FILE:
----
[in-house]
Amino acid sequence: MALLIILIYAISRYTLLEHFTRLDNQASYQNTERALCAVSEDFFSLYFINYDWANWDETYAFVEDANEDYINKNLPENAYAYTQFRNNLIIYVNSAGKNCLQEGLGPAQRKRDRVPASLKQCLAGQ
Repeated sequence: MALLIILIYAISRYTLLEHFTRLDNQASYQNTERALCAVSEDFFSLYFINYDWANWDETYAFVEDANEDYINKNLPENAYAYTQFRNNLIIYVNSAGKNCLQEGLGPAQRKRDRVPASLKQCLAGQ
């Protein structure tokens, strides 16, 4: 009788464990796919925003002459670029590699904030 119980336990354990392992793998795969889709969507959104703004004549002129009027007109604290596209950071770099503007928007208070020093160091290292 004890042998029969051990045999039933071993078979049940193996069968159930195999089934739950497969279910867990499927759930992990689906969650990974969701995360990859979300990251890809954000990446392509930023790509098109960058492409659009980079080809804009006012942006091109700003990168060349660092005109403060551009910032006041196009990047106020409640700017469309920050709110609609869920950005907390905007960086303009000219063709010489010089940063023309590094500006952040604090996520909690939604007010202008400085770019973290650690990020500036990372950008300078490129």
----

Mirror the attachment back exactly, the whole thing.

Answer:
[in-house]
Amino acid sequence: MALLIILIYAISRYTLLEHFTRLDNQASYQNTERALCAVSEDFFSLYFINYDWANWDETYAFVEDANEDYINKNLPENAYAYTQFRNNLIIYVNSAGKNCLQEGLGPAQRKRDRVPASLKQCLAGQ
Repeated sequence: MALLIILIYAISRYTLLEHFTRLDNQASYQNTERALCAVSEDFFSLYFINYDWANWDETYAFVEDANEDYINKNLPENAYAYTQFRNNLIIYVNSAGKNCLQEGLGPAQRKRDRVPASLKQCLAGQ
């Protein structure tokens, strides 16, 4: 009788464990796919925003002459670029590699904030 119980336990354990392992793998795969889709969507959104703004004549002129009027007109604290596209950071770099503007928007208070020093160091290292 004890042998029969051990045999039933071993078979049940193996069968159930195999089934739950497969279910867990499927759930992990689906969650990974969701995360990859979300990251890809954000990446392509930023790509098109960058492409659009980079080809804009006012942006091109700003990168060349660092005109403060551009910032006041196009990047106020409640700017469309920050709110609609869920950005907390905007960086303009000219063709010489010089940063023309590094500006952040604090996520909690939604007010202008400085770019973290650690990020500036990372950008300078490129």